Ten coast redwood saplings were delivered to Edmonds on March 7, 2017.
From the City of Edmonds Yost Park website:
“Yost Memorial Park today contains one of the few areas of native vegetation that remain in Edmonds. The mixed stands of Western red cedar, red alder, big-leaf maple and western hemlock trees offer a glimpse into the past, and the future.
The Park is situated along Shell Creek and the deep ravine its waters carved over time. Shell Creek empties into Puget Sound north of Caspers Street, and is populated with numerous insects, amphibians, and even salmon!
Yost Park was logged in the early 1900’s, and the large evergreen logs were processed into shingles and lumber in mills along the Edmonds waterfront. Deciduous trees such as red alder subsequently “colonized” the logged area, and over time bacteria in the alder trees’ roots fixed nitrogen from the air, storing it in root nodules which replenish depleted soil nitrogen. As the short lived Alders (50 – 70 yrs.) begin to die and fall, a new generation of evergreens will take their place, supported by the revitalized soil. The next half century will see Yost Park once again dominated by native evergreen trees.”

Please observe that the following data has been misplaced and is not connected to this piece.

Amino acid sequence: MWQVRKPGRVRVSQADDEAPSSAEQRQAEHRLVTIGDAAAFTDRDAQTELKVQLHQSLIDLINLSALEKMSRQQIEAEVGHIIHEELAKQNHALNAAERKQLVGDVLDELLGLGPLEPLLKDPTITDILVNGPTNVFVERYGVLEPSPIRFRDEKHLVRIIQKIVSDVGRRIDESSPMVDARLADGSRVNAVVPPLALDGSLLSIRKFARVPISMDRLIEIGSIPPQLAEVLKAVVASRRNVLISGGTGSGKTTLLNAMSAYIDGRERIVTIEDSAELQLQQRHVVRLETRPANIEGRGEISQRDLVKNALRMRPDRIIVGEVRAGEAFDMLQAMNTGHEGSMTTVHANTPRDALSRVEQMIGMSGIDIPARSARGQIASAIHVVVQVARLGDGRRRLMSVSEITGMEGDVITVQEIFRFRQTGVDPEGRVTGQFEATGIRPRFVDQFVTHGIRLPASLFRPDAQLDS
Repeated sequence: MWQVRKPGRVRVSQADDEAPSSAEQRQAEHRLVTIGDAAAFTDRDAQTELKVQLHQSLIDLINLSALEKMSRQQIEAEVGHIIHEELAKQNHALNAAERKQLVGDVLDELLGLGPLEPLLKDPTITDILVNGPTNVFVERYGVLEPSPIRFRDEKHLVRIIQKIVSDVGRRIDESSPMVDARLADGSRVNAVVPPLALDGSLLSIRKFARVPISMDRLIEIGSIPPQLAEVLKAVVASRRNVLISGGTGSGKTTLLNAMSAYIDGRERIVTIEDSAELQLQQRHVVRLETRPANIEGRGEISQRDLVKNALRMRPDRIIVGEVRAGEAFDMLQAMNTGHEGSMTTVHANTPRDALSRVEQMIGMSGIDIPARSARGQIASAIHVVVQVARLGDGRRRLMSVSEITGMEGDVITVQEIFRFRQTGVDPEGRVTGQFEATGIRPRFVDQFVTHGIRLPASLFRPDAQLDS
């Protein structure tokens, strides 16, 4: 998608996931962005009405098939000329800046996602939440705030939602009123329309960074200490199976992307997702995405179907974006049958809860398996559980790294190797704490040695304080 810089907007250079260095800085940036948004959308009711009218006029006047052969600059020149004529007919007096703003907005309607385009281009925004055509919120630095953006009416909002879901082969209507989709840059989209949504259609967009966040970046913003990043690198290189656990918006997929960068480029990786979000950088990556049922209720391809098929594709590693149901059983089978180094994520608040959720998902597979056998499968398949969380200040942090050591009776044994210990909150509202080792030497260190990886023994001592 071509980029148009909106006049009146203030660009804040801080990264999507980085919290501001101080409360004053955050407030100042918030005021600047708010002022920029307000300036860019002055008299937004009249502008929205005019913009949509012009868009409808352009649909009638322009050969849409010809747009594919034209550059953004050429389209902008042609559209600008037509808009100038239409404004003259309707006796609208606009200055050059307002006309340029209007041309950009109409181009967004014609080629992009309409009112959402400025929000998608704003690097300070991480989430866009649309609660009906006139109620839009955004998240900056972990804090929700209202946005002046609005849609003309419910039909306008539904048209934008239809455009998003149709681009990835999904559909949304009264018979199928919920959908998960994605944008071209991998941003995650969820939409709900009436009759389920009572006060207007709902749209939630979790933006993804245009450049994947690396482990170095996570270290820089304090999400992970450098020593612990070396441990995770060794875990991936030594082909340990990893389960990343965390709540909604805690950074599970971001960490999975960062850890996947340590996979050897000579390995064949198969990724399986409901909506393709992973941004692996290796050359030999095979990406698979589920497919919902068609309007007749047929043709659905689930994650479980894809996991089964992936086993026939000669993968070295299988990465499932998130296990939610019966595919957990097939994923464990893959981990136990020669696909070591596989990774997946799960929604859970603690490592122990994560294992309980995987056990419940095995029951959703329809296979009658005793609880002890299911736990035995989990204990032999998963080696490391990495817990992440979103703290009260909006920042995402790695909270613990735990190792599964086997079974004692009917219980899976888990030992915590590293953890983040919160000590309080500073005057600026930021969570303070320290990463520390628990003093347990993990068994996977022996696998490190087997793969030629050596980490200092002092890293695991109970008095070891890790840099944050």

Along with those native evergreen trees will be ten coast redwoods, clones of giant coast redwoods from California. Two of the redwood saplings planted in Yost Park are clones of the Fieldbrook stump.